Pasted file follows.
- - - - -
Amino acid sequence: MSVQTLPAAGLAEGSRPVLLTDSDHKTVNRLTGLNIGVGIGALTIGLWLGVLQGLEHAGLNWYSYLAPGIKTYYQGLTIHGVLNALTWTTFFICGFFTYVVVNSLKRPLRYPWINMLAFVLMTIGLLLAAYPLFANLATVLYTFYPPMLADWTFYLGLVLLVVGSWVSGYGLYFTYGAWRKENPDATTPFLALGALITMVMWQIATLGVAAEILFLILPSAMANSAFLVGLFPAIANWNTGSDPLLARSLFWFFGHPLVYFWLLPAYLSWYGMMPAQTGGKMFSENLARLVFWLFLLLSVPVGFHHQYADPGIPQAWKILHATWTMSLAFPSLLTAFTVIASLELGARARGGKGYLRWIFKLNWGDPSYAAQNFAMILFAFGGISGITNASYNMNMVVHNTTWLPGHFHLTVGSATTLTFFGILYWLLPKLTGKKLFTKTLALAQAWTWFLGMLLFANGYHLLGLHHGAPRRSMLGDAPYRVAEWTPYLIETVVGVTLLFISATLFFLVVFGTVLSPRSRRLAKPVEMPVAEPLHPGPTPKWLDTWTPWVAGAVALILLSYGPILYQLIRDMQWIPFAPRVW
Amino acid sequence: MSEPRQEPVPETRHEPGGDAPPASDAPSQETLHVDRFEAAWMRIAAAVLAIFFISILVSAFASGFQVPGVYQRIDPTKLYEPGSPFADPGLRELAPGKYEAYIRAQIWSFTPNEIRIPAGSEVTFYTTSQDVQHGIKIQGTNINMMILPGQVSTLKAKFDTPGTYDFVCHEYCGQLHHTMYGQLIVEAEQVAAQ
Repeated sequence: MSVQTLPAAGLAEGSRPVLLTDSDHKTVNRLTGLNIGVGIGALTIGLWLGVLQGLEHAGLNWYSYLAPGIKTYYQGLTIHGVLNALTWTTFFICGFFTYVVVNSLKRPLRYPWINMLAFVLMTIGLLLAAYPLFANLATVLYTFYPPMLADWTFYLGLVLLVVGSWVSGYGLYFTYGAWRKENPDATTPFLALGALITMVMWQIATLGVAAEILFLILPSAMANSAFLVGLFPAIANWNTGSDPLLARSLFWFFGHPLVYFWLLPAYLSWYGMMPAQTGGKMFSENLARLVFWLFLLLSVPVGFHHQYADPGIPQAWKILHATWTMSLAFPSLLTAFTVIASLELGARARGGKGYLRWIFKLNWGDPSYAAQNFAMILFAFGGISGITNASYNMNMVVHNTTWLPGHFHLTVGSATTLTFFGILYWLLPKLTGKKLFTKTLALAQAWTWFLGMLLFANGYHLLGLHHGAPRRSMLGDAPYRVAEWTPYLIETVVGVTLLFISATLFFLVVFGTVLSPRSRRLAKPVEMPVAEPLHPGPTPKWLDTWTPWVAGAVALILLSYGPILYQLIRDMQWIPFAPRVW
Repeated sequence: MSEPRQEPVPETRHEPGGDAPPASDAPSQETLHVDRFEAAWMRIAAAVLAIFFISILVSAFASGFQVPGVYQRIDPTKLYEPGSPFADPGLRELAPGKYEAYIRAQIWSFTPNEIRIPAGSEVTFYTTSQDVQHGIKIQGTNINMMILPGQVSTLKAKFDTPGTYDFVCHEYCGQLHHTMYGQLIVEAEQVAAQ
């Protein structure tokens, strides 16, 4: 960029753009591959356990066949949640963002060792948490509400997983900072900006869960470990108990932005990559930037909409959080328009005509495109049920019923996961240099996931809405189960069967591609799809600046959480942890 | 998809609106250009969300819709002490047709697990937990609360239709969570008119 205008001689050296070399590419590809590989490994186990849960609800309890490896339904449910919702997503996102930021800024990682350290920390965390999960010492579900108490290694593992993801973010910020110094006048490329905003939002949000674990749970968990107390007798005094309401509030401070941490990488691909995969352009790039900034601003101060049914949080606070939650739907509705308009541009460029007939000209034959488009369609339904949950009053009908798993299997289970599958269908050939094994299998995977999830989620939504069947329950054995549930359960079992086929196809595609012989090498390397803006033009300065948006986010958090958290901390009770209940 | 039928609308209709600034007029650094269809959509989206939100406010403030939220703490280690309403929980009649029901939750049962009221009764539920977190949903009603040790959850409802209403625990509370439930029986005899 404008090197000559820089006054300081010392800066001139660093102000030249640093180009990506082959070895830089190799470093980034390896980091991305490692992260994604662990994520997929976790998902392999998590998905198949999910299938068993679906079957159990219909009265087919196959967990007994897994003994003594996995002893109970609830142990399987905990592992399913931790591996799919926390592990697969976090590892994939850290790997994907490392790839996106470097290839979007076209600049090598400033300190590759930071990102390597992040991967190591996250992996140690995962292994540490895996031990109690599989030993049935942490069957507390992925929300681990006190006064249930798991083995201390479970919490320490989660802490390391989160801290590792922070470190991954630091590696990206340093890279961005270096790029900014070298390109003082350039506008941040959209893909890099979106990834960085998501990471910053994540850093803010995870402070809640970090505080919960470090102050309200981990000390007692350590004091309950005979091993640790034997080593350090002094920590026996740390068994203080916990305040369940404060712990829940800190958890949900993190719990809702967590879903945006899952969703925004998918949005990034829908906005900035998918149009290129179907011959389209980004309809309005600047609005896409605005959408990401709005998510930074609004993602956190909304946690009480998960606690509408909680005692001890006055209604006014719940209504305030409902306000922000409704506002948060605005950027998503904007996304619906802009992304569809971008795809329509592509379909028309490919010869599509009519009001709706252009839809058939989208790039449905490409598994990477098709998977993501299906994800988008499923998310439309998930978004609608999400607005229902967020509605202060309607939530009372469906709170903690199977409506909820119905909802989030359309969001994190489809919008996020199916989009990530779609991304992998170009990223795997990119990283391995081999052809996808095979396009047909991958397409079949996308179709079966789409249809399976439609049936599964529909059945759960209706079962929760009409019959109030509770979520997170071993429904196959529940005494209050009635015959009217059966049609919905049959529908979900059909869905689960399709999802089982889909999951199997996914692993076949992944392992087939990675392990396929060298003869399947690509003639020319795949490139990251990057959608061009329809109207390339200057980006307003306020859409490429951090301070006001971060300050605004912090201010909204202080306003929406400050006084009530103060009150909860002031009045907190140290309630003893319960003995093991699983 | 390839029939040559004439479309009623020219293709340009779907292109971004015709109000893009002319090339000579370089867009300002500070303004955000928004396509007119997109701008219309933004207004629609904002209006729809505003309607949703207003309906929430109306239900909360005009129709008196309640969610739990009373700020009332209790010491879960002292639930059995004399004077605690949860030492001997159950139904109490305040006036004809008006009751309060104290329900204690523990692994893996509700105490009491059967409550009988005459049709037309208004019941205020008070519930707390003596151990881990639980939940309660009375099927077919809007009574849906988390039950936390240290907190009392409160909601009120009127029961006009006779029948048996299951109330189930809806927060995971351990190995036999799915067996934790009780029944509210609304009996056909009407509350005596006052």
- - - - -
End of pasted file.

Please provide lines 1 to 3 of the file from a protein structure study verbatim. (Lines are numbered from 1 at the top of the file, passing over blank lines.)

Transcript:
Amino acid sequence: MSVQTLPAAGLAEGSRPVLLTDSDHKTVNRLTGLNIGVGIGALTIGLWLGVLQGLEHAGLNWYSYLAPGIKTYYQGLTIHGVLNALTWTTFFICGFFTYVVVNSLKRPLRYPWINMLAFVLMTIGLLLAAYPLFANLATVLYTFYPPMLADWTFYLGLVLLVVGSWVSGYGLYFTYGAWRKENPDATTPFLALGALITMVMWQIATLGVAAEILFLILPSAMANSAFLVGLFPAIANWNTGSDPLLARSLFWFFGHPLVYFWLLPAYLSWYGMMPAQTGGKMFSENLARLVFWLFLLLSVPVGFHHQYADPGIPQAWKILHATWTMSLAFPSLLTAFTVIASLELGARARGGKGYLRWIFKLNWGDPSYAAQNFAMILFAFGGISGITNASYNMNMVVHNTTWLPGHFHLTVGSATTLTFFGILYWLLPKLTGKKLFTKTLALAQAWTWFLGMLLFANGYHLLGLHHGAPRRSMLGDAPYRVAEWTPYLIETVVGVTLLFISATLFFLVVFGTVLSPRSRRLAKPVEMPVAEPLHPGPTPKWLDTWTPWVAGAVALILLSYGPILYQLIRDMQWIPFAPRVW
Amino acid sequence: MSEPRQEPVPETRHEPGGDAPPASDAPSQETLHVDRFEAAWMRIAAAVLAIFFISILVSAFASGFQVPGVYQRIDPTKLYEPGSPFADPGLRELAPGKYEAYIRAQIWSFTPNEIRIPAGSEVTFYTTSQDVQHGIKIQGTNINMMILPGQVSTLKAKFDTPGTYDFVCHEYCGQLHHTMYGQLIVEAEQVAAQ
Repeated sequence: MSVQTLPAAGLAEGSRPVLLTDSDHKTVNRLTGLNIGVGIGALTIGLWLGVLQGLEHAGLNWYSYLAPGIKTYYQGLTIHGVLNALTWTTFFICGFFTYVVVNSLKRPLRYPWINMLAFVLMTIGLLLAAYPLFANLATVLYTFYPPMLADWTFYLGLVLLVVGSWVSGYGLYFTYGAWRKENPDATTPFLALGALITMVMWQIATLGVAAEILFLILPSAMANSAFLVGLFPAIANWNTGSDPLLARSLFWFFGHPLVYFWLLPAYLSWYGMMPAQTGGKMFSENLARLVFWLFLLLSVPVGFHHQYADPGIPQAWKILHATWTMSLAFPSLLTAFTVIASLELGARARGGKGYLRWIFKLNWGDPSYAAQNFAMILFAFGGISGITNASYNMNMVVHNTTWLPGHFHLTVGSATTLTFFGILYWLLPKLTGKKLFTKTLALAQAWTWFLGMLLFANGYHLLGLHHGAPRRSMLGDAPYRVAEWTPYLIETVVGVTLLFISATLFFLVVFGTVLSPRSRRLAKPVEMPVAEPLHPGPTPKWLDTWTPWVAGAVALILLSYGPILYQLIRDMQWIPFAPRVW